U.S. law authorizes secretive, national ‘exercises’ against public health threats by Robert L. Kinney, III for Life Site News
A pandemic law passed by Congress in 2019 grants broad authority for the government to use ‘national’ drills without notice ‘respond’ to alleged pandemic threats.
A 2019 federal law raises concerns that the U.S. government may be engaging in large-scale COVID-19 ‘drills’ without alerting the public.
Previous articles mentioned that leading up to the reported COVID-19 pandemic, the U.S. federal government made multiple actions on laws governing pandemics, including U.S. laws governing pandemic preparedness “drills and exercises.”
This article will focus on the Pandemic and All-Hazards Preparedness and Advancing Innovation Act of 2019, which was passed by Congress and signed into law on June 24, 2019, only a few months before COVID-19. That law describes requirements for the National Health Security Strategy 2019-2022.
Within the 2019 U.S. Pandemic Act and other laws and documents, one may find language that can be interpreted as potential tip-offs that the U.S. government may have intended to coordinate with international governments and other entities to “convene” a falsified pandemic or somewhat covert pandemic “drill” or “operational exercise.”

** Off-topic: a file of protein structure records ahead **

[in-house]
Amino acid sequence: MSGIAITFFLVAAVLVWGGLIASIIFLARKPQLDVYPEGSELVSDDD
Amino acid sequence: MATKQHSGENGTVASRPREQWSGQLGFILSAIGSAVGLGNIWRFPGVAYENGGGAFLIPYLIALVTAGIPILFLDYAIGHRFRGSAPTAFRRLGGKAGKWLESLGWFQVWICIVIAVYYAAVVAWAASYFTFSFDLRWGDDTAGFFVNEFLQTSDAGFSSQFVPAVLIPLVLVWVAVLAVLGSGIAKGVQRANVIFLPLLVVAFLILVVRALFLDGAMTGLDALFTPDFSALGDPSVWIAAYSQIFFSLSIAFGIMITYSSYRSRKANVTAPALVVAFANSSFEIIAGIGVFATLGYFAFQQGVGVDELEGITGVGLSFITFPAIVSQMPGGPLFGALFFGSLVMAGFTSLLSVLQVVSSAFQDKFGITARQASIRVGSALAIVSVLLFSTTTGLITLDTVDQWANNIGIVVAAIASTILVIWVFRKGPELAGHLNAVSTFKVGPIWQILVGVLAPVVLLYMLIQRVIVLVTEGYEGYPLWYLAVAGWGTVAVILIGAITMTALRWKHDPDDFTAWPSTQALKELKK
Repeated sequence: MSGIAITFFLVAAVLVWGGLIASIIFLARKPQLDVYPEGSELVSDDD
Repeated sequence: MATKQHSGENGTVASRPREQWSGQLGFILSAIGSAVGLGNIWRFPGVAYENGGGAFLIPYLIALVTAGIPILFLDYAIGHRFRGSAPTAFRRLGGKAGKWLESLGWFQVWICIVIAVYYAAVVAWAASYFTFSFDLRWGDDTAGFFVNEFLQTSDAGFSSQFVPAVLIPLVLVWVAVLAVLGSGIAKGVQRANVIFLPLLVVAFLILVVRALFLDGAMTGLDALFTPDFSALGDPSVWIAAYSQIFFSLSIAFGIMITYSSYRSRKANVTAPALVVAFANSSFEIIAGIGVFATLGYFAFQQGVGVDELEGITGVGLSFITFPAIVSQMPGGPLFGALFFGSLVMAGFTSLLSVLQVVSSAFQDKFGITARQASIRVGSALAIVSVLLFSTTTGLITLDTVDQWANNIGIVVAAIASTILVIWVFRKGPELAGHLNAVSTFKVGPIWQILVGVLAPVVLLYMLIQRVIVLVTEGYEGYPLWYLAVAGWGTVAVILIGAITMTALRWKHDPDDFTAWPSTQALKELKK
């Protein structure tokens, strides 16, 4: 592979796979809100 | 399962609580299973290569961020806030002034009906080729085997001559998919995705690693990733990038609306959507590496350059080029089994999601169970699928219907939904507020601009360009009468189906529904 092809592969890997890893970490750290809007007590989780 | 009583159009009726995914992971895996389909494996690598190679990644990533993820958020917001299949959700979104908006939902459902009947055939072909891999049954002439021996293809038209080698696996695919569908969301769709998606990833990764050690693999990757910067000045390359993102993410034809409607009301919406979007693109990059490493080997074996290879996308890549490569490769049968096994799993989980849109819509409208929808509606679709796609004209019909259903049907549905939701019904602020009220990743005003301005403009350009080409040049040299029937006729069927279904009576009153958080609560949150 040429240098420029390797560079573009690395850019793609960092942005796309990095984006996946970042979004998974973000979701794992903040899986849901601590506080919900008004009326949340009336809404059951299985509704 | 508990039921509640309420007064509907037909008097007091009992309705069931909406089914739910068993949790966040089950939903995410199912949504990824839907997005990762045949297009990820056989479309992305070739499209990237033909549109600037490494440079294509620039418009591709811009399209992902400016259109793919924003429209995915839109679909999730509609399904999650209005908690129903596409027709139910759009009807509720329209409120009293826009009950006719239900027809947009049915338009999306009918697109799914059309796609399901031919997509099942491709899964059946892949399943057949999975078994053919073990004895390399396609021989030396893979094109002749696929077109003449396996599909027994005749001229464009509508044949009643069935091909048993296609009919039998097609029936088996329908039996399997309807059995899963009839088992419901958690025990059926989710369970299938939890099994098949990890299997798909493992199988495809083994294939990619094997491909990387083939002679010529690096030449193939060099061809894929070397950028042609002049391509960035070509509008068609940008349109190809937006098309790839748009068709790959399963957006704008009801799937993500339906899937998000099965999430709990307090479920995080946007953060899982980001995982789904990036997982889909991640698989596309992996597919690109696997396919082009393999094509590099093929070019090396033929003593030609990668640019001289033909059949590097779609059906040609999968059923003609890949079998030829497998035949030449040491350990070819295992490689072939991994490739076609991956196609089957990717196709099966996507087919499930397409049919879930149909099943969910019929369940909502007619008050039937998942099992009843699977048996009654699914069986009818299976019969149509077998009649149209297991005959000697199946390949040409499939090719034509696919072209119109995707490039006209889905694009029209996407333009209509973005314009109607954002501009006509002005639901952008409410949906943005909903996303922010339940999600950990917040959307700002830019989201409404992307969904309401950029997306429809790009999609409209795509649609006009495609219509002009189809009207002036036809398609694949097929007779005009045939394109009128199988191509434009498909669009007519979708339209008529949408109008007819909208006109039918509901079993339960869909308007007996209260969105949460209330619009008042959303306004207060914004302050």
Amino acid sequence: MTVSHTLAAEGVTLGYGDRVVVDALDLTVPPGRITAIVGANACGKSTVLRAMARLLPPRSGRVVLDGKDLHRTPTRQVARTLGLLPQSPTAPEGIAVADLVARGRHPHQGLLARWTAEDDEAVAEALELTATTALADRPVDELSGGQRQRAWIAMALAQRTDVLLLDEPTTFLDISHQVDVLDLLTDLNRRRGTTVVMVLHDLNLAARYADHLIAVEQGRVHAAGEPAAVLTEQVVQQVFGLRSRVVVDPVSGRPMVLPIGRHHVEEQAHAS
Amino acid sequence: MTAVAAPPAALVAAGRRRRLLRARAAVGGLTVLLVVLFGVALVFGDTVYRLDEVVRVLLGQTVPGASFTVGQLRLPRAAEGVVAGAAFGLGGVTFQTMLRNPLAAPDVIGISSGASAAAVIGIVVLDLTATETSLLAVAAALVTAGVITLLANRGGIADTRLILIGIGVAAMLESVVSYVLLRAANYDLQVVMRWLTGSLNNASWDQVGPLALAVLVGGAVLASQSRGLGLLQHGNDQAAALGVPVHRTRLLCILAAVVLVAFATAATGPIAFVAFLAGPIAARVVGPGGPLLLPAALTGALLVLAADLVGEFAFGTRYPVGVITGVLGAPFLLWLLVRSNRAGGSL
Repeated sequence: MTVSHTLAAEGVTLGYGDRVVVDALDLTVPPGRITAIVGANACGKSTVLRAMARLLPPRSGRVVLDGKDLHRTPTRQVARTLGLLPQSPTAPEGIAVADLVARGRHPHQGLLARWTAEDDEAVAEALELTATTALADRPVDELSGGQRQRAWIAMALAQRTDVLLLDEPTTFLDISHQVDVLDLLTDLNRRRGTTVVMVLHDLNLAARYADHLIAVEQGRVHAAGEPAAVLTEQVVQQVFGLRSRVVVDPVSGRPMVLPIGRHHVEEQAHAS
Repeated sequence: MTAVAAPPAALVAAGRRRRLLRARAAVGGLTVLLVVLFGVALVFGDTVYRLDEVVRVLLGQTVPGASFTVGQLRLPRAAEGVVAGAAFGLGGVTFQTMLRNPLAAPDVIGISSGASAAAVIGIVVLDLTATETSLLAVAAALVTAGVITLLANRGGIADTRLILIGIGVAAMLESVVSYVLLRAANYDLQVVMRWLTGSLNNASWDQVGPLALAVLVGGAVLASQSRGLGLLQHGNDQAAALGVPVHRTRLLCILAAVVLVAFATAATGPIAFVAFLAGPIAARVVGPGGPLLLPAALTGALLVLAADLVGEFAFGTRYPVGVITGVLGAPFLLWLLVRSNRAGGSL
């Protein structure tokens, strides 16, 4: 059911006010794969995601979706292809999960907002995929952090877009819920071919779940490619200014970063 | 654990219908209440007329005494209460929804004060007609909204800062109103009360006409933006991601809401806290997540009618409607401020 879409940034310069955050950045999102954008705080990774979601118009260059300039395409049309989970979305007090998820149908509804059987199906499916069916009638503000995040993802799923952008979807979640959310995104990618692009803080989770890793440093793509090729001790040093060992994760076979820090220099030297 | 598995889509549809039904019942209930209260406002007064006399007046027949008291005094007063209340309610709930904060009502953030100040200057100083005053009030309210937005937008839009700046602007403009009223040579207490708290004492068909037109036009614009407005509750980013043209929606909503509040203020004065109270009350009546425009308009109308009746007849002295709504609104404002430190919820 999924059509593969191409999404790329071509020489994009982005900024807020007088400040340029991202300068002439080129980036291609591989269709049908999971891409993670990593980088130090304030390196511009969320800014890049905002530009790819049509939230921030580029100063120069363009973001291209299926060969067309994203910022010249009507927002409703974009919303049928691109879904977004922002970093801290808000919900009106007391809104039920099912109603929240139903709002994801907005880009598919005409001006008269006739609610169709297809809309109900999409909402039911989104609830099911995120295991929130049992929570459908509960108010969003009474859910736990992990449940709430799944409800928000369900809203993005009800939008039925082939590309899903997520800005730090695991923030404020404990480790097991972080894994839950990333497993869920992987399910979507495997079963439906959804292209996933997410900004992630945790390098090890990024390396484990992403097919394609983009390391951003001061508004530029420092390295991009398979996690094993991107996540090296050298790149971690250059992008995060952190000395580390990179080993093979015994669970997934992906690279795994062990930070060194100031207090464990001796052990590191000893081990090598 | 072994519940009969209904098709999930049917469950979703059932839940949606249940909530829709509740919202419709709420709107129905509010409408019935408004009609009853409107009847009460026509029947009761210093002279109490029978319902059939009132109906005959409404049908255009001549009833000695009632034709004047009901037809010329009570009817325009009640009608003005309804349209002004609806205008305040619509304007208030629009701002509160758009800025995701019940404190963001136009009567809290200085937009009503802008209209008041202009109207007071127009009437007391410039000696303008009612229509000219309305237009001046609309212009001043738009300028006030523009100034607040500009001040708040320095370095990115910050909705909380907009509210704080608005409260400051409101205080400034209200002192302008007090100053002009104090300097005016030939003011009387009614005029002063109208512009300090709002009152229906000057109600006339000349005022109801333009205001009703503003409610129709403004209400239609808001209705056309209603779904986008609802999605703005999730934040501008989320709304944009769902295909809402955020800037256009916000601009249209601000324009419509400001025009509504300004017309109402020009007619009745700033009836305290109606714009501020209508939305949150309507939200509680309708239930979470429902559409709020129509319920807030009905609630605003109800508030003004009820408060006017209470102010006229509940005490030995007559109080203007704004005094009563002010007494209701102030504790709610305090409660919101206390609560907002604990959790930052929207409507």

The information may be seen as additional support for the claim that the COVID-19 pandemic may be partially or completely falsified.
Pandemic Act enhances gov’t legal authority to prepare for pandemics
A previous article briefly discussed the Pandemic and All-Hazards Preparedness and Advancing Innovation Act of 2019 (henceforth referred to as the “Pandemic Act of 2019”). There may be much more to the Pandemic Act of 2019, and the legal authority it provides, that needs to be discussed. A U.S. federal government summary explains that the Pandemic Act of 2019
amends the Public Health Service Act to build on work the U.S. Department of Health and Human Services has undertaken to advance national health security. Amendments include enhancing the authorities of the Secretary [of the Department of Health and Human Services], Assistant Secretary for Preparedness and Response [ASPR], and the Director of the Centers for Disease Control and Prevention to prepare for and respond to public health emergencies. (emphasis added)
Thus, the Pandemic Act of 2019 amends the Public Health Service Act and enhances the authorities of several persons and entities “to prepare for and respond to public health emergencies.” Separately, the U.S. government explains that the Public Health Service Act